Idiopathic Chronic Urticaria and Celiac Disease

Department of Internal Medicine, Catholic University the Sacred Heart, Rome, Italy.
Digestive Diseases and Sciences (Impact Factor: 2.61). 10/2005; 50(9):1702-4. DOI: 10.1007/s10620-005-2919-8
Source: PubMed


Idiopathic chronic urticaria (ICU) is a chronic relapsing cutaneous disease. Some case reports or studies on small series of celiac disease (CD) patients have suggested a possible association between CD and ICU. The aim of this study was to assess the prevalence of CD in a population of adults ICU patients with respect to healthy controls. We consecutively enrolled 80 patients affected by ICU and 264 blood donors as the control population without a history of ICU. Serum anti-transglutaminase IgG and anti-endomysium IgA antibodies were evaluated in all subjects. In the case of positivity to serology, diagnosis was confirmed by duodenal biopsy. One of 80 (1.25%) ICU patients were positive to both anti-transglutaminase and anti-endomysium antibodies. Duodenal biopsy showed partial villous atrophy. One control of 264 (0.38%) had CD. No statistical difference was found in the prevalence of CD between the two groups. ICU patients do not seem to bear a greater risk for CD compared to the general population.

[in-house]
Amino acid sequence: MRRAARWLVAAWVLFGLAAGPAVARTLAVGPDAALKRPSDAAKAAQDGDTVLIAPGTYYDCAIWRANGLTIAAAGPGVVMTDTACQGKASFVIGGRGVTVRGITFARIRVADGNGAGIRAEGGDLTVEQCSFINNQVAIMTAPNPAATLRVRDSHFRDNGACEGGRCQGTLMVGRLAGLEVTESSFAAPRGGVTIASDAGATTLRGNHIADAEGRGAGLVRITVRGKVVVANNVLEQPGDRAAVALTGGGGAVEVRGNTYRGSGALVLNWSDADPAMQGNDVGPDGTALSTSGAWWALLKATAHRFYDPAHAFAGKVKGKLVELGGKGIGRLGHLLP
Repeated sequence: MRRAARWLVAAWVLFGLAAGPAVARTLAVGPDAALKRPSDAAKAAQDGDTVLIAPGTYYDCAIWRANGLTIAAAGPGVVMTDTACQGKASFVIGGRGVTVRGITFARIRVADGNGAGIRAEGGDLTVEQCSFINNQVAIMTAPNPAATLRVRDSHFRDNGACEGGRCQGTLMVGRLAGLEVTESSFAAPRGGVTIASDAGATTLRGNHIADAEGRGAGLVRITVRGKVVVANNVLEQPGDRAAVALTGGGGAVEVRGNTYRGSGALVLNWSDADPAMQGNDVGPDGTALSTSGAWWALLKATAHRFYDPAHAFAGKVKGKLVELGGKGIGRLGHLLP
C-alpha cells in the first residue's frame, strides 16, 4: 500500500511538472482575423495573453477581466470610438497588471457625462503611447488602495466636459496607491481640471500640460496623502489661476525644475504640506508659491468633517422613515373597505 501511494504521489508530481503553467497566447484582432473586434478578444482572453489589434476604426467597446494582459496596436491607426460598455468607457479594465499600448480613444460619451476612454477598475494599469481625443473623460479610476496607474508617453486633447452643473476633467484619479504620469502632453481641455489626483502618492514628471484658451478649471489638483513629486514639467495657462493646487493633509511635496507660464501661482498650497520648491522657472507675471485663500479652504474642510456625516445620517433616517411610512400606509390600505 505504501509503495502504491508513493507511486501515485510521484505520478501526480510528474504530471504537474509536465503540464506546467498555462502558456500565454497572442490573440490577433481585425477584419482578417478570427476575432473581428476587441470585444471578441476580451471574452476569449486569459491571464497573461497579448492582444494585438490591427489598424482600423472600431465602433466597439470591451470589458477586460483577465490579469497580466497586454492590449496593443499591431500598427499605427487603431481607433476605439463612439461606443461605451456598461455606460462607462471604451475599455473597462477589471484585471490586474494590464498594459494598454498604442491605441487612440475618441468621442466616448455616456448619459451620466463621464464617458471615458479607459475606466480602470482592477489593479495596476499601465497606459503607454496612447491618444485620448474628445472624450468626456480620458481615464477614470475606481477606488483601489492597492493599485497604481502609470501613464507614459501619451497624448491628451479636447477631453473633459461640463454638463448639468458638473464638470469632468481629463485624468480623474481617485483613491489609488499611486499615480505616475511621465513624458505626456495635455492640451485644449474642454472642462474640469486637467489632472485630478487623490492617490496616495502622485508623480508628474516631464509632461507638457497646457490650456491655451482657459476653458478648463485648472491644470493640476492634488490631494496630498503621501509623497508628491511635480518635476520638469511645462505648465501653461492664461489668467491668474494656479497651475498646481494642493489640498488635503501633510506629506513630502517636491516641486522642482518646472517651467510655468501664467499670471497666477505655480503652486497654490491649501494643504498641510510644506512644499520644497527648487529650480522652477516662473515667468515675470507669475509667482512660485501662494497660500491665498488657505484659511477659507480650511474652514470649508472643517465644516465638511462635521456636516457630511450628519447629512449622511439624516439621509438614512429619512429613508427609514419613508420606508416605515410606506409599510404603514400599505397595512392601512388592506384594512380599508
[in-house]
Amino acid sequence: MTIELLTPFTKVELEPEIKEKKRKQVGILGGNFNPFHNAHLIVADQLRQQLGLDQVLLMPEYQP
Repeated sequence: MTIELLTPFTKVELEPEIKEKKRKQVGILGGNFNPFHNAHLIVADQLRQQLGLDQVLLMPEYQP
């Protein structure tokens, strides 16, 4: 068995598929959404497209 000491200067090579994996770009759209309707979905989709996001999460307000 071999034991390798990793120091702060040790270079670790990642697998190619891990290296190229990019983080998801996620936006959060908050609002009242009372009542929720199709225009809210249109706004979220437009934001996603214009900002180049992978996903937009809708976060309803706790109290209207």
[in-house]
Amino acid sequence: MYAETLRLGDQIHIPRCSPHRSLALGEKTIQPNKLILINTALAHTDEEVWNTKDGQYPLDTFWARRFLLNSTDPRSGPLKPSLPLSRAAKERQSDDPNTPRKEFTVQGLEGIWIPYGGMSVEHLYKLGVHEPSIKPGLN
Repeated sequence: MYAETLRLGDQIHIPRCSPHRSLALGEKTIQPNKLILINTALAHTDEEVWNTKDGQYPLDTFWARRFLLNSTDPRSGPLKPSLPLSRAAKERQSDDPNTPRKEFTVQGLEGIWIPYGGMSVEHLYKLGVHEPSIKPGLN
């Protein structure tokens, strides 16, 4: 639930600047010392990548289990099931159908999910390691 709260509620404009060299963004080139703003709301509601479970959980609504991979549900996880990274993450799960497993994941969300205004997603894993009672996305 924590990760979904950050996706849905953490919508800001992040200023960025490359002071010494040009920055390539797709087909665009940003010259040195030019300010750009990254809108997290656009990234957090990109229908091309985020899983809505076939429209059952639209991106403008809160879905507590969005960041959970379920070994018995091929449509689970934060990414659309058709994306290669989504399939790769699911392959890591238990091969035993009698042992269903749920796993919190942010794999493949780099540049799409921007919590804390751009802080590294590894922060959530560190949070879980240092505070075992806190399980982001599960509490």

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    • "In 1987, Hautekeete et al. first described the association between CD and CU [71], although this is a matter still under debate [73]. Indeed, the relationship between the two diseases is not clear [74], but it can be speculated that autoimmunity induced by gliadin or by other unknown antigens may link CU and CD. "
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    ABSTRACT: Celiac disease (CD) is an autoimmune gluten-dependent enteropathy characterized by atrophy of intestinal villi that improves after gluten-free diet (GFD). CD is often associated with extra-intestinal manifestations; among them, several skin diseases are described in CD patients. The present review reports all CD-associated skin manifestations described in the literature and tries to analyze the possible mechanisms involved in this association. The opportunity to evaluate the possible presence of CD in patients affected by skin disorders is discussed.
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